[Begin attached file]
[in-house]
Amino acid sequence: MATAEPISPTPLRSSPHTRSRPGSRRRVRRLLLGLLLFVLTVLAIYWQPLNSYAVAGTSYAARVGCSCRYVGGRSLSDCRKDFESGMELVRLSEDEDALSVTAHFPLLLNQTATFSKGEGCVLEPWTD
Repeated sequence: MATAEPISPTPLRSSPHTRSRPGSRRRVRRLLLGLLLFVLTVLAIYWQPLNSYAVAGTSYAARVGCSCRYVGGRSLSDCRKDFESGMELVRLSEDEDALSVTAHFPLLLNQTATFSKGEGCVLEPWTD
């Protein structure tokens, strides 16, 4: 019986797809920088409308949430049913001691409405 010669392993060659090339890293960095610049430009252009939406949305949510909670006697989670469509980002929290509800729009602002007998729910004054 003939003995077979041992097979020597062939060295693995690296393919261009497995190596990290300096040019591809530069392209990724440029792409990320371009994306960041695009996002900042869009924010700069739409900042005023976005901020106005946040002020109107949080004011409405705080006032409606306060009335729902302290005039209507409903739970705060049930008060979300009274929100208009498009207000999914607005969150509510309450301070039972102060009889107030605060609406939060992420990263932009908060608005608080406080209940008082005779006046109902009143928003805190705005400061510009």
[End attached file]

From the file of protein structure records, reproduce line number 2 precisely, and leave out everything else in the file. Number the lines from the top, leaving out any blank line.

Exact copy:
Amino acid sequence: MATAEPISPTPLRSSPHTRSRPGSRRRVRRLLLGLLLFVLTVLAIYWQPLNSYAVAGTSYAARVGCSCRYVGGRSLSDCRKDFESGMELVRLSEDEDALSVTAHFPLLLNQTATFSKGEGCVLEPWTD